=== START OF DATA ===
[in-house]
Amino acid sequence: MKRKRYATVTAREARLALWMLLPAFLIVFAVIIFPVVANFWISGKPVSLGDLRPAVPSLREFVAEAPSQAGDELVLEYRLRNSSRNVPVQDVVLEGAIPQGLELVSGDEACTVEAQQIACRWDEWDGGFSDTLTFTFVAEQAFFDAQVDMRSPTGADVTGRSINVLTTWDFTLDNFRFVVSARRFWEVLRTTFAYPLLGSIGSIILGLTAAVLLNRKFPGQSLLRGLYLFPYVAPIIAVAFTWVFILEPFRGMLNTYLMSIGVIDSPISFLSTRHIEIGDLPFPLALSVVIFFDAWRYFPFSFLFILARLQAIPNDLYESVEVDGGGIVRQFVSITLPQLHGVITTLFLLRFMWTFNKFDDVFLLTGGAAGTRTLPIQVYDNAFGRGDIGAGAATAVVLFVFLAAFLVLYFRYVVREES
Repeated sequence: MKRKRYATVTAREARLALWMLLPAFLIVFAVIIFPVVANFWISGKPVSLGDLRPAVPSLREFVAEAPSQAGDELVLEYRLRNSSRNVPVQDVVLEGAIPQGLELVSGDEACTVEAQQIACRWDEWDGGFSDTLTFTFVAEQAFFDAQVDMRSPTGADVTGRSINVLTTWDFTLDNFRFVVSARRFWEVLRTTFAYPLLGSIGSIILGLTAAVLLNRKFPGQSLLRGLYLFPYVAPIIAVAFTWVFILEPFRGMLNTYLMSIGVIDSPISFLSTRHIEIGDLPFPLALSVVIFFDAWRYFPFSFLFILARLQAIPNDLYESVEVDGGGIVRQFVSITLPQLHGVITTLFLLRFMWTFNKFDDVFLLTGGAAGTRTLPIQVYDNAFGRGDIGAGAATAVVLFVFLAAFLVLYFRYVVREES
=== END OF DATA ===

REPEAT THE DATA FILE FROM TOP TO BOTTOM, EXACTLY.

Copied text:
[in-house]
Amino acid sequence: MKRKRYATVTAREARLALWMLLPAFLIVFAVIIFPVVANFWISGKPVSLGDLRPAVPSLREFVAEAPSQAGDELVLEYRLRNSSRNVPVQDVVLEGAIPQGLELVSGDEACTVEAQQIACRWDEWDGGFSDTLTFTFVAEQAFFDAQVDMRSPTGADVTGRSINVLTTWDFTLDNFRFVVSARRFWEVLRTTFAYPLLGSIGSIILGLTAAVLLNRKFPGQSLLRGLYLFPYVAPIIAVAFTWVFILEPFRGMLNTYLMSIGVIDSPISFLSTRHIEIGDLPFPLALSVVIFFDAWRYFPFSFLFILARLQAIPNDLYESVEVDGGGIVRQFVSITLPQLHGVITTLFLLRFMWTFNKFDDVFLLTGGAAGTRTLPIQVYDNAFGRGDIGAGAATAVVLFVFLAAFLVLYFRYVVREES
Repeated sequence: MKRKRYATVTAREARLALWMLLPAFLIVFAVIIFPVVANFWISGKPVSLGDLRPAVPSLREFVAEAPSQAGDELVLEYRLRNSSRNVPVQDVVLEGAIPQGLELVSGDEACTVEAQQIACRWDEWDGGFSDTLTFTFVAEQAFFDAQVDMRSPTGADVTGRSINVLTTWDFTLDNFRFVVSARRFWEVLRTTFAYPLLGSIGSIILGLTAAVLLNRKFPGQSLLRGLYLFPYVAPIIAVAFTWVFILEPFRGMLNTYLMSIGVIDSPISFLSTRHIEIGDLPFPLALSVVIFFDAWRYFPFSFLFILARLQAIPNDLYESVEVDGGGIVRQFVSITLPQLHGVITTLFLLRFMWTFNKFDDVFLLTGGAAGTRTLPIQVYDNAFGRGDIGAGAATAVVLFVFLAAFLVLYFRYVVREES